The conversion of news reporting into a noxious 24-hour infotainment industry explains the focus on spectacle in searching for stories. This is also why each and every young black man that loses his life prematurely to the violence epidemic isn’t compelling enough for the front page, and why all of the major media outlets shy away from mature discussion of the sociological causes of the malaise eating away at our urban communities. If we did have this rigorous discussion, we would find that black urban violence cannot be easily explained as an external phenomenon. The nation might better understand that it is the actions of white actors that create the social and economic conditions conducive to such wild-west shootouts at cultural activities.

It is also quite bothersome that the news media has glossed over the positive cultural spectacle that is the second-line. The ornate attire, exuberant dance, scarves and umbrellas whirling around in the air to the beat of the brass amount to an enthralling form of cultural expression, in marked contrast to the banal corporate monoculture found elsewhere on these shores. What’s more, the second-lines are  free and open to everyone desirous of a good time on Sunday. One doesn’t passively receive the culture as with sitting in the audience at a play; one actively participates and contributes. It is the greatest show on Earth, and the best part of all: you’re in on it.

It is important that people view this photo gallery of the event before the shootings. View the beaming faces, exquisite costumes, and impossible dance moves. Imagine the energy associated with the second line, and how it serves a therapeutic purpose. Cultural activity exists to provide a reprieve from the rigors and hardships of life. It is meant to fill you up with fun on a Sunday before having to return to the tedium of work on a Monday.

And people of all backgrounds have visited New Orleans for the purpose of getting their fill through the decades: be it Mardi Gras or jazzfest or just some random damn weekend where there will be plenty to do. The local color has been exploited for tourism dollars for many years, and the benefits of that industry have not generally benefited the poor communities creating the spectacle. In recent years, the local political elite has especially narrowed their focus on tourism to the detriment of any coherent social policy. Most notably, the school system was effectively shut down in the wake of Katrina: the teaching staff was entirely gutted, the union broken, and the bulk of the infrastructure turned over to unaccountable charters. New Orleans now sports the least experienced school workforce in the country, most teachers plucked from scabrous outfits like Teach for America: 20-somethings seeking a few years of thrills in the Crescent City before moving on to real work in the corporate domain. These often culturally naïve teachers are told that they will be swooping in to save the ghetto from itself, and often find themselves mortified when the locals show no appreciation whatsoever for their “altruistic” endeavor.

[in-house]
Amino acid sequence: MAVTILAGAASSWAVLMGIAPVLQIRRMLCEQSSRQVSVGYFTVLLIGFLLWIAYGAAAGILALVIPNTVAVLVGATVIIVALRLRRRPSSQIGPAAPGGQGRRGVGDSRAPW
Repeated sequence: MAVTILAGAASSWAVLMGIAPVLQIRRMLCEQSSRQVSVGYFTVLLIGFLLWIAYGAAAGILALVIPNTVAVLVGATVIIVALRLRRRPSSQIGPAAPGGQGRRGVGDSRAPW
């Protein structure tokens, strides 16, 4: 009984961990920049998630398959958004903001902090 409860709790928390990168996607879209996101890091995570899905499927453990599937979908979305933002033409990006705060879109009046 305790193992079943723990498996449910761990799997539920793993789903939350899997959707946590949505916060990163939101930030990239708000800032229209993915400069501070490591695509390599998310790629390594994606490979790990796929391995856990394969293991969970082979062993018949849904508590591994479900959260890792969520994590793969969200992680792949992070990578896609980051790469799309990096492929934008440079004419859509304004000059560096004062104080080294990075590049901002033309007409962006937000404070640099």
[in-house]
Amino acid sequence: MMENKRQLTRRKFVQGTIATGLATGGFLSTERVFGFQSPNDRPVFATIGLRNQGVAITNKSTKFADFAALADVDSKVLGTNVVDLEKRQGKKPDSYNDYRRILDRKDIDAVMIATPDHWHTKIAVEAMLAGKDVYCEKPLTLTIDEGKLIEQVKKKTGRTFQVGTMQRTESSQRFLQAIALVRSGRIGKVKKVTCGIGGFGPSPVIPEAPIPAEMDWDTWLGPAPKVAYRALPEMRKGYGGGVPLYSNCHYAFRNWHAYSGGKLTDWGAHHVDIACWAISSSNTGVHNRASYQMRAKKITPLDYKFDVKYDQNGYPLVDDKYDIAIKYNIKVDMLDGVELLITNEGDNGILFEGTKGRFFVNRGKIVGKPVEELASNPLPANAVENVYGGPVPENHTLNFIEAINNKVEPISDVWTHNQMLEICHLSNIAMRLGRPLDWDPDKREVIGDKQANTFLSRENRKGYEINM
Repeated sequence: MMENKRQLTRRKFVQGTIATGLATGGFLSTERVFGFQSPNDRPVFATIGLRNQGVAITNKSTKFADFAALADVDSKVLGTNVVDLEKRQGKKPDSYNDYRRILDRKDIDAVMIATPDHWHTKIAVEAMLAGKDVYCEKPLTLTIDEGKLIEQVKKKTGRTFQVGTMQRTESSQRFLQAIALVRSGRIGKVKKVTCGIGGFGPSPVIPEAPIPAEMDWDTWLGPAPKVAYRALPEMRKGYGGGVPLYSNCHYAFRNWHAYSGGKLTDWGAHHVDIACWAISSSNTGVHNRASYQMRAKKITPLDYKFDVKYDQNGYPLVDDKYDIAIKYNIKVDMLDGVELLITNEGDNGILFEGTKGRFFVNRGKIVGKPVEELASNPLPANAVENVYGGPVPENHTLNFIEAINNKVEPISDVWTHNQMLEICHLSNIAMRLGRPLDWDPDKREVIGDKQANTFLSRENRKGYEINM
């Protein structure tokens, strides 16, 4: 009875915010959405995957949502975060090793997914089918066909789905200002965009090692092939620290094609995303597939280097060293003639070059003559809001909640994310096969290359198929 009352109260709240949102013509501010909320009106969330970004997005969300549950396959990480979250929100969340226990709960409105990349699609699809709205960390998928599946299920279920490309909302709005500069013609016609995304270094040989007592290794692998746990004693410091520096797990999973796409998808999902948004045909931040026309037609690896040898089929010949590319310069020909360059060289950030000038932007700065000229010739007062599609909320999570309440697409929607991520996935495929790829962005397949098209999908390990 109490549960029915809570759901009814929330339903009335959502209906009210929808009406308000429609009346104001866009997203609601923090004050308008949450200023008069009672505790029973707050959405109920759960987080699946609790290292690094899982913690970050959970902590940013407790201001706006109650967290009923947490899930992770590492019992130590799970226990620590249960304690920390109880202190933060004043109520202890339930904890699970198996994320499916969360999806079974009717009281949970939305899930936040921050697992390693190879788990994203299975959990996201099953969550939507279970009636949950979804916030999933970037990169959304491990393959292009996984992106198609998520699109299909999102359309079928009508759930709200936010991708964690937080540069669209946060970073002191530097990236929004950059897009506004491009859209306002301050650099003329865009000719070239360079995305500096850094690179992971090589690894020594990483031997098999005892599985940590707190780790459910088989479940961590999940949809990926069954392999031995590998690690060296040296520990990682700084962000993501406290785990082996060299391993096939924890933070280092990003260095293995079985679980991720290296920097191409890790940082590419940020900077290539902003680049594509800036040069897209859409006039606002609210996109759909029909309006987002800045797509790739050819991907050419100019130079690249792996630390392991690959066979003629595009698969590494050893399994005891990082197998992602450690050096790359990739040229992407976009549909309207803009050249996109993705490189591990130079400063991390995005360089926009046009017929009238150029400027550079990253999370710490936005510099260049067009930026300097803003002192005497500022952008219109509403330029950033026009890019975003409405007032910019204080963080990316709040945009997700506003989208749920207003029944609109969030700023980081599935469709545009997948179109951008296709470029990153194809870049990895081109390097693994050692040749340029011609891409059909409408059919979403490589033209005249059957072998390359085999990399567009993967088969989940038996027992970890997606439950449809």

Meanwhile, Charity hospital still stands in ruin: a monument to the misplaced priorities of post-Katrina New Orleans. The rotting corpse could have been rehabilitated and reopened in due time, continuing to provide free or subsidized care for the city’s working and low income population. Instead, its functions have been transferred to the LSU medical facility, which has faced successive cuts to its emergency and in-patient care in recent years. A friend of mine worked in the emergency mental health care unit there, housed in a trailer in the shadows of the old hospital, where he says the number of beds was wholly inadequate to deal with the steady flow of patients suffering dementia, psychosis, or drug-related trauma of some sort. It was a sobering and difficult experience for him, but one he was willing to commit to in the long run, until the state halved the number of beds and employees at that unit, him included.

The sociological calculus here is not difficult. On the one hand, you have an economic recession, which is actually a manufactured assault on working people throughout the country. This recession has notably been hardest on young, black men. On the other hand, you have a region shocked by Katrina and the concurrent storm of austerity that has wrecked its hospitals and schools. Lastly, you have a people exploited for their culture, though not provided a humane and decent standard of living by a political elite solely focused on the big ticket items: packing the corporate chain hotels for the Super Bowl, Mardi Gras, and so forth. A people exploited and not provided will quite naturally be angry and resentful. Lacking a constructive political outlet to channel that anger, you get urban violence instead.

As cities throughout the country, from Chicago to Philadelphia to Seattle, are steadfastly following the New Orleans model of school reform, mass privatization and destruction of social services, a Mother’s Day Massacre might be coming to a locale near you!

Matt Reichel is a freelance writer and PhD student at Rutgers University. He can be reached at: Read other articles by Matt, or visit Matt's website.